web analytics
January 29, 2015 / 9 Shevat, 5775
 
At a Glance
News & Views
Sponsored Post


Thatcher Remembered For Befriending UK Jews And Maintaining Strong Ties With Israel


Prime Minister Margaret Thatcher

Prime Minister Margaret Thatcher

WASHINGTON – History will remember former British prime minister Margaret Thatcher for relentlessly facing down communism and helping to turn back more than three decades of socialist advance in her country.

But it was Thatcher’s embrace of British Jews and insistent promotion of Jews in her Conservative Party that inspired an outpouring of tributes from Jewish and Israeli leaders following her death Monday at 87.

Thatcher, who suffered from dementia in her later years, died peacefully after suffering a stroke, her spokesperson said.

Thatcher’s tenure as prime minister, from 1979 to 1990, helped thrust Britain back onto the international stage following its post-World War II years of end-of-empire angst and political turmoil.

For the country’s Jews, however, her naming of several of their number to Cabinet positions and her determined pushback against anti-Jewish grumbling among the Conservative Party’s backbenchers made what once was unimaginable: the possibility of a Jewish prime minister.

“Lady Thatcher was always extremely supportive and admiring of the ethos of the British Jewish community,” Vivian Wineman, the president of the Board of Deputies of British Jews, told JTA.

Wineman said the mutual admiration was rooted in personal history. In the 1930s, Thatcher’s family took in an Austrian Jewish refugee. In 1959, Thatcher was elected to Parliament representing Finchley, a north London constituency with a large Jewish population.

“She counted a number of Jews among her closest advisers and confidants, and at one point nearly a quarter of her Cabinet were of Jewish origins,” Wineman said.

Moshe Maor, a Hebrew University political science professor whose expertise is Britain, said Thatcher admired the British Jewish community’s self-reliance, an ethos she embraced as she dedicated herself to weaning Britons off public assistance.

“Thatcher admired hard work, and the Jewish community was not dependent on the state,” Maor said. “It was structured in such a way that Jews help others in their community. That was the culture Thatcher tried to advance.”

It was one also embraced by Britain’s late chief rabbi, Immanuel Jakobovits, whom Thatcher elevated to the House of Lords. Frustrated by protests among Christian leaders of the rapid pace of her economic reforms, she increasingly turned for spiritual reinforcement to Jakobovits, who became widely known as “Thatcher’s rabbi.”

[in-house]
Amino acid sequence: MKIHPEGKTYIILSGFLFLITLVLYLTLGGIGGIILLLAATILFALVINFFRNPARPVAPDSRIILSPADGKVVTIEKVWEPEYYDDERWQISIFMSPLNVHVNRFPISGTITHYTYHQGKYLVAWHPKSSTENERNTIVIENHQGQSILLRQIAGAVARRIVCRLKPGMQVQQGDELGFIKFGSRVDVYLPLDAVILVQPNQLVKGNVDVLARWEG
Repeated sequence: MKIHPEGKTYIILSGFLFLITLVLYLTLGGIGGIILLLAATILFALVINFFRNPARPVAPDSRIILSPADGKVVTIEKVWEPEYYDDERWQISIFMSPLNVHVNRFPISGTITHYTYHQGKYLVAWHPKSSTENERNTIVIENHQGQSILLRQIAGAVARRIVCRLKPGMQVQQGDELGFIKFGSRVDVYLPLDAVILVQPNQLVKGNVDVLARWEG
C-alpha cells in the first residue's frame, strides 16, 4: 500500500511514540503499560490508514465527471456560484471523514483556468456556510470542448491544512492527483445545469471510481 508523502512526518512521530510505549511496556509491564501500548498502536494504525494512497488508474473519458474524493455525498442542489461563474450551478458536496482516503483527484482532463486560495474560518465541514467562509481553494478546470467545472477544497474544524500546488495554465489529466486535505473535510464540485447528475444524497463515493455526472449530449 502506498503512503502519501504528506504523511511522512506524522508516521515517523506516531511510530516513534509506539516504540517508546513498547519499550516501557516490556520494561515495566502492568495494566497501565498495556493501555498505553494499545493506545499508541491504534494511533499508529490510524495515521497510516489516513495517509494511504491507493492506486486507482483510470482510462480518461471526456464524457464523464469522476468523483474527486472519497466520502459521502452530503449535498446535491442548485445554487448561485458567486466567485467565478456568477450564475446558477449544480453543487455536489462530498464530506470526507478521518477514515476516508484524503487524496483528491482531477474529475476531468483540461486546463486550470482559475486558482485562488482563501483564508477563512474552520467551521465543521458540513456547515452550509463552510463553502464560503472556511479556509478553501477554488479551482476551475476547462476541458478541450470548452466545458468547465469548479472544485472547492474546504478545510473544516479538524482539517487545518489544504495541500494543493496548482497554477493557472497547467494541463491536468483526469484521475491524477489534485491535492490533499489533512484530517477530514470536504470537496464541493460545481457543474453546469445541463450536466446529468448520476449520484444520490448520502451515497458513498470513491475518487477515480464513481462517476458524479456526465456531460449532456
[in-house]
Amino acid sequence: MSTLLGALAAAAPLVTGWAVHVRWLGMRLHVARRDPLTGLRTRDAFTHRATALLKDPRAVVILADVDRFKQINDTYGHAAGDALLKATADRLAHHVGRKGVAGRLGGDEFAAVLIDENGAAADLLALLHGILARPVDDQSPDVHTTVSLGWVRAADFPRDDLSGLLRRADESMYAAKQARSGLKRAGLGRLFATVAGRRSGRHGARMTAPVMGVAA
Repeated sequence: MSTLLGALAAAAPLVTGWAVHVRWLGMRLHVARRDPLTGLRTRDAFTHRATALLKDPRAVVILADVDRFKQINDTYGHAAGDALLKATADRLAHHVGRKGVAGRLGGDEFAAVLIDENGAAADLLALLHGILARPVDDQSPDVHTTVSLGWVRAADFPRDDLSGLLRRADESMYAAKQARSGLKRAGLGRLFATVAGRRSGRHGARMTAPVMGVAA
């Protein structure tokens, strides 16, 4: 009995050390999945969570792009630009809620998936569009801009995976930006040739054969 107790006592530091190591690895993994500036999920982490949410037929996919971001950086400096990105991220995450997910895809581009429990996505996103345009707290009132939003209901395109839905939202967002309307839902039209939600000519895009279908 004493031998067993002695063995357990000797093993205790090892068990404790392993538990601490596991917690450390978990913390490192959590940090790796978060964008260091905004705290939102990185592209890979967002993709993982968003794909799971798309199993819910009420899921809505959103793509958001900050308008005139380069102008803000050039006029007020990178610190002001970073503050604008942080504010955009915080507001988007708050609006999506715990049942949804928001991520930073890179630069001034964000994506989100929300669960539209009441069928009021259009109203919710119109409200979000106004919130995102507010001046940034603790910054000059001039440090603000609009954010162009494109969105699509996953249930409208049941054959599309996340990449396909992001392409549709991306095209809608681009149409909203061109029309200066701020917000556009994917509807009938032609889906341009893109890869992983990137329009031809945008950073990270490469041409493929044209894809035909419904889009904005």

Thatcher’s rule coincided with social changes among the country’s 350,000 Jews. Once proudly working class, British Jews by the 1980s had become increasingly middle class, more likely to be self-employed and alarmed at the leftward lurch of the leadership in the Labor Party.

“She got on quite well with Jews,” Wineman said. “She said once that she thought she probably had more constituents in Tel Aviv than in Finchley.”

Thatcher never hesitated to advance the careers of talented young Jews in her party – among them Leon Brittan, a secretary of trade; Nigel Lawson, a chancellor of the exchequer; Edwina Currie, a health minister; Malcolm Rifkind, a secretary of state for Scotland; and Michael Howard, a secretary of employment.

Rifkind went on to become foreign minister. Howard became home secretary and then opposition leader, burying forever the notion that a British leader had to come from the country’s official faith, Anglicanism.

Thatcher’s embrace of the Jewish community did not make its romance with the Tories a permanent one. Tony Blair’s purges of the Labor left after his 1997 election helped draw back some Jewish voters. But Howard’s precedent helped set the stage for ascension of the current leader of the Labor Party, Ed Miliband, the son of Polish Jewish immigrants.

Thatcher also earned kudos for her robust foreign policy and maintaining strong ties with Israel at a time of tension between the Jewish state and other European nations. “She was truly a great leader, a woman of principle, of determination, of conviction, of strength; a woman of greatness,” Israeli Prime Minister Benjamin Netanyahu said in a statement Monday. “She was a staunch friend of Israel and the Jewish people. She inspired a generation of political leaders.”

Thatcher restored the notion of Britain shining everywhere the sun rose when she launched a war in 1982 to keep Argentina from claiming the Falkland Islands. After the war was won Thatcher was ready to take on the mantle of Iron Lady vs. Iron Curtain. She became President Ronald Reagan’s indispensable partner in squeezing the life out of Soviet hegemony.